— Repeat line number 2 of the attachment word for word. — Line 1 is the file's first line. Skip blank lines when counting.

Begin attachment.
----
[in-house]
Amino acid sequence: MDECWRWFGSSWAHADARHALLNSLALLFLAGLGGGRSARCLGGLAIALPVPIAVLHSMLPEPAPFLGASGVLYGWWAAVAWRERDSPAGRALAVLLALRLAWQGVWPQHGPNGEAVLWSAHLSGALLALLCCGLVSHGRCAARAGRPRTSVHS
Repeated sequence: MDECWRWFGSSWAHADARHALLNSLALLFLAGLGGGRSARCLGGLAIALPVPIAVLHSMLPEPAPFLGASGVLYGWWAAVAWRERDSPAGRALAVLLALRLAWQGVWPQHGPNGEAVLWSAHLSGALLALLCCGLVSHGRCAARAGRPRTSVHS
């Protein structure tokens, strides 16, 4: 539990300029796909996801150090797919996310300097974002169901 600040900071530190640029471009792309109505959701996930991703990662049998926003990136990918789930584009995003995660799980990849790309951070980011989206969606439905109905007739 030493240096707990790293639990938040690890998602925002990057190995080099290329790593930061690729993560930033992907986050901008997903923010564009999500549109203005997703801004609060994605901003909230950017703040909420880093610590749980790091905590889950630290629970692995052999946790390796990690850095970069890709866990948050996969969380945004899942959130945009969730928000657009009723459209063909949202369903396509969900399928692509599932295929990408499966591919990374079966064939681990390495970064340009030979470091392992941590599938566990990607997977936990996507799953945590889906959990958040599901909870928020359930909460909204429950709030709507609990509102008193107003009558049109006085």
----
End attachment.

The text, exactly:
Amino acid sequence: MDECWRWFGSSWAHADARHALLNSLALLFLAGLGGGRSARCLGGLAIALPVPIAVLHSMLPEPAPFLGASGVLYGWWAAVAWRERDSPAGRALAVLLALRLAWQGVWPQHGPNGEAVLWSAHLSGALLALLCCGLVSHGRCAARAGRPRTSVHS